Sam on Bob Harden Stress and CBT

Monday, May 17, 2010

MENSA Humor!

Please read Pat's comment at the bottom of this post correcting some inaccuracies included in my email source for the story. Pat's comments have some good humor also.
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Here is the Washington Post's Mensa Invitational which once again asked
readers to take any word from the dictionary, alter it by adding,
subtracting, or changing one letter, and supply a new definition. Here
are the winners:

1. Cashtration (n.): The act of buying a house, which renders the
subject financially impotent for an indefinite period of time.

2. Ignoranus: A person who's both stupid and an asshole.

3. Intaxication: Euphoria at getting a tax refund, which lasts until
you realize it was your money to start with.

4. Reintarnation: Coming back to life as a hillbilly.

5. Bozone ( n.): The substance surrounding stupid people that stops
bright ideas from penetrating. The bozone layer, unfortunately, shows
little sign of breaking down in the near future.

6. Foreploy: Any misrepresentation about yourself for the purpose of
getting la id.

7. Giraffiti: Vandalism spray-painted very, very high

8. Sarchasm: The gulf between the author of sarcastic wit and the
Person who doesn't get it.

9. Inoculatte: To take coffee intravenously when you are running late.


10. Osteopornosis: A degenerate disease. (This one got extra credit.)


11. Karmageddon: It's like, when everybody is sending off all these
really bad vibes, right? And then, like, the Earth explodes and it's
like, a serious bummer.

12. Decafalon (n.): The grueling event of getting through the day
consuming only things that are good for you.

13. Glibido: All talk and no action.

14. Dopeler Effect: The tendency of stupid ideas to seem smarter when
they come at you rapidly.

15. Arachnoleptic Fit (n.): The frantic dance performed just after
you've accidentally walked through a spider web.

16. Beelzebug (n.): Satan in the form of a mosquito, that gets into
your bedroom at three in the morning and cannot be cast out.

17. Caterpallor ( n.): The color you turn after finding half a worm in
the fruit you're eating.

The Washington Post has also published the winning submissions to its
yearly contest, in which readers are asked to supply alternate meanings
for common words.

And the winners are:

1. Coffee , n. The person upon whom one coughs.

2. Flabbergasted , adj. Appalled by discovering how much weight one has
gained.

3. Abdicate , v. To give up all hope of ever having a flat stomach.

4. Esplanade , v. To attempt an explanation while drunk.

5. Willy-nilly , adj. Impotent.

6. Negligent , adj. Absentmindedly answering the door when wearing only
a nightgown.

7. Lymph , v. To walk with a lisp.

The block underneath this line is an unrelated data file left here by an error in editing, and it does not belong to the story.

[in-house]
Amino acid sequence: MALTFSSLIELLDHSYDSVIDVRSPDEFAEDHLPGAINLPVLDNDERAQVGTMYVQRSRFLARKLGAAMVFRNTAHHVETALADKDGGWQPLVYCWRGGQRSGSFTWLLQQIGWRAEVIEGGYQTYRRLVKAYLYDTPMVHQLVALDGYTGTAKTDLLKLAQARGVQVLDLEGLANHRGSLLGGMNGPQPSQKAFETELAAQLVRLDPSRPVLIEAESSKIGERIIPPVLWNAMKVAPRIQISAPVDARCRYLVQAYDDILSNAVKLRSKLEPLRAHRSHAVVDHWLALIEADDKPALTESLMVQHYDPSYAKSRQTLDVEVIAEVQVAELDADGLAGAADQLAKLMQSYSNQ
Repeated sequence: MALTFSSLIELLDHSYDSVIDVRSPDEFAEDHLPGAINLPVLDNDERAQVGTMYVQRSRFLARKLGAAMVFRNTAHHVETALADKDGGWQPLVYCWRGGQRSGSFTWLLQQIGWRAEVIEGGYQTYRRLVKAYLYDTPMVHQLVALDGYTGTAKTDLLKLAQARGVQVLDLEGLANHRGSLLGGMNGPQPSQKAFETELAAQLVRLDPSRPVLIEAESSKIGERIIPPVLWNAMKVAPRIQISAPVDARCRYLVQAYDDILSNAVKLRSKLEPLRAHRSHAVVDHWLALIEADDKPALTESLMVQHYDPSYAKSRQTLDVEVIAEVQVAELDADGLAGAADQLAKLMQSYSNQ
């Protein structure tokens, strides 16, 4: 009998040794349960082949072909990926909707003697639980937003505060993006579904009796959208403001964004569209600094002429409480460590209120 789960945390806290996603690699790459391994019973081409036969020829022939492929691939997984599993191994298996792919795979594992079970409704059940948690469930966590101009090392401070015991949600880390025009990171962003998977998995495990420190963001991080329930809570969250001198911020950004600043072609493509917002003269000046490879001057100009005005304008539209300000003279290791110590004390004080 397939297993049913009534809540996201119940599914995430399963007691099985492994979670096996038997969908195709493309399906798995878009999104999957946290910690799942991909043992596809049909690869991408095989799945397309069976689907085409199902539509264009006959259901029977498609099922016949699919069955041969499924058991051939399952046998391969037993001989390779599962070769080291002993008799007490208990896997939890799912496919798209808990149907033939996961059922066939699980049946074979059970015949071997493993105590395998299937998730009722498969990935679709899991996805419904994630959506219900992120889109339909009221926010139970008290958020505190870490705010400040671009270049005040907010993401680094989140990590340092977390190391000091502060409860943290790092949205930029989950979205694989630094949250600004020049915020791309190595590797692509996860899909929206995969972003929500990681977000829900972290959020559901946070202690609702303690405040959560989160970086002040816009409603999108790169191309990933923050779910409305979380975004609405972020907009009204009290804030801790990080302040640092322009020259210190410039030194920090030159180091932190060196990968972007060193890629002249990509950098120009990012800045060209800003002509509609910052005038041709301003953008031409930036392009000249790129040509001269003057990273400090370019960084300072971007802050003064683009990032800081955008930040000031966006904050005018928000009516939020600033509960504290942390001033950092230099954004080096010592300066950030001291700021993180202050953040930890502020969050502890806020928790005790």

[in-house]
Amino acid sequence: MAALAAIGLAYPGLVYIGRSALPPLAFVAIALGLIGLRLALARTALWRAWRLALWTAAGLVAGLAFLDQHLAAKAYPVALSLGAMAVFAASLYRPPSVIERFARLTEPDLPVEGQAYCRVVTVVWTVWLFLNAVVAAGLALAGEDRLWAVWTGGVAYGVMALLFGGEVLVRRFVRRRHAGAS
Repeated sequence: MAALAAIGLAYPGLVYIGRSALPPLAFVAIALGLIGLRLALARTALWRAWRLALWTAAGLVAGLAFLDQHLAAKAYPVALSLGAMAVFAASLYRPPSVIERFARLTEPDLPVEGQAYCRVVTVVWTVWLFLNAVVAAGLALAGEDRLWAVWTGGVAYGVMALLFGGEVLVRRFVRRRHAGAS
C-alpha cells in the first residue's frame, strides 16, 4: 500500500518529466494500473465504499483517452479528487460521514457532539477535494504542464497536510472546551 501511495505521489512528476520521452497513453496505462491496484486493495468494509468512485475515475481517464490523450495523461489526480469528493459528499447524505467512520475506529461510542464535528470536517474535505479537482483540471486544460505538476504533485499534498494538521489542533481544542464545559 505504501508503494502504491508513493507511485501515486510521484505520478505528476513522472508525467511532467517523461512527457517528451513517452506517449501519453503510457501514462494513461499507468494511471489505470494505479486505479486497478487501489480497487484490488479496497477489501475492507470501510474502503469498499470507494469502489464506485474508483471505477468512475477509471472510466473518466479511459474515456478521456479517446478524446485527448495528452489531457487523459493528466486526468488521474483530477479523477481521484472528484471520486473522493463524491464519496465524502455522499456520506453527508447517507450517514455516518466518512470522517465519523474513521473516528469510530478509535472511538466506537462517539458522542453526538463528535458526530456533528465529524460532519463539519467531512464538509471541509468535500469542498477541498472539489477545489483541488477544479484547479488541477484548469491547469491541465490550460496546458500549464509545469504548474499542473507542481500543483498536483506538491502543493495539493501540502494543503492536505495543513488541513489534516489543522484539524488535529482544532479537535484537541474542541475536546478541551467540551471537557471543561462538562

8. Gargoyle , n. Olive-flavored mouthwash.

9. Flatulence , n. Emergency vehicle that picks up someone who has been
run over by a steamroller.

10. Balderdash , n. A rapidly receding hairline.

11. Testicle , n. A humorous question on an exam.

12. Rectitude , n. The formal, dignified bearing adopted by
Proctologists.

13. Pokemon , n. A Rastafarian proctologist.

14. Oyster , n. A person who sprinkles his conversation with
yiddishisms.

15. Frisbeetarianism , n. The belief that, after death, the soul flies
up onto the roof and gets stuck there.

16. Circumvent , n. An opening in the front of boxer shorts worn by
Jewish men

1 comment:

Pat Myers said...

Not "carefully vetted" enough, I'm afraid:

Actually, there isn't any "Mensa Invitational," but The Washington Post does have a wonderfully clever humor contest called The Style Invitational. And two Invitational contests from 1998 are the sources of many of the neologisms in the list above. (But not all: For example, "decafalon" isn't a one-letter change from "decathlon," is it? Or "caterpallor"?)

Much better to see the the current Invitational -- every week at washingtonpost.com/styleinvitational. We've had more than 600 contests since the ones above! The Style Invitational is published every Saturday in The Post's Style (features) section, and every Friday afternoon at about 3:30 Eastern time. There are neologism contests regularly, but also lots of other sources of humor as well.

For example, here are the top winners of our May 7 neologism contest for single-word spoonerisms -- where the first letters of different syllables were switched:

Inpocchio: Imprisonment for lying. (Ann Martin, Bracknell, England)

Thirber: Someone who makes up a story about the secret life of another person. (Kathy Hardis Fraeman, Olney, Md.)

Karping: "You'll never fit in that space, Harold. You're too close to the curb, Harold!" (Craig Dykstra, Centreville, Va.)
Scorohope: Believing you'll get lucky because of your sign. (Chris Lopez, Reston, Va.)

In another contest, every word had to include a block of three consecutive letters of the alphabet — backward.

Flingpong: Having your own affair to get even with a cheating spouse. (Tom Witte, Montgomery Village, Md.)

Burpon: Carbonated whiskey. (Barbara Turner, Takoma Park, Md.)


Zyxzag: Path created during a DWI test when the cop makes you walk 20 steps while reciting the alphabet in reverse. (Jeff Contompasis, Ashburn, Va.)



See the rest of the winners and learn how to enter the current contest at washingtonpost.com/styleinvitational. Or you can become a fan of "Washington Post Style" on Facebook (go to facebook.com/wapostyle ) and you'll get a link to the Invitational when it's posted. I hope you become a regular reader and maybe even a regular entrant.



Best,

The Empress of The Style Invitational

The Washington Post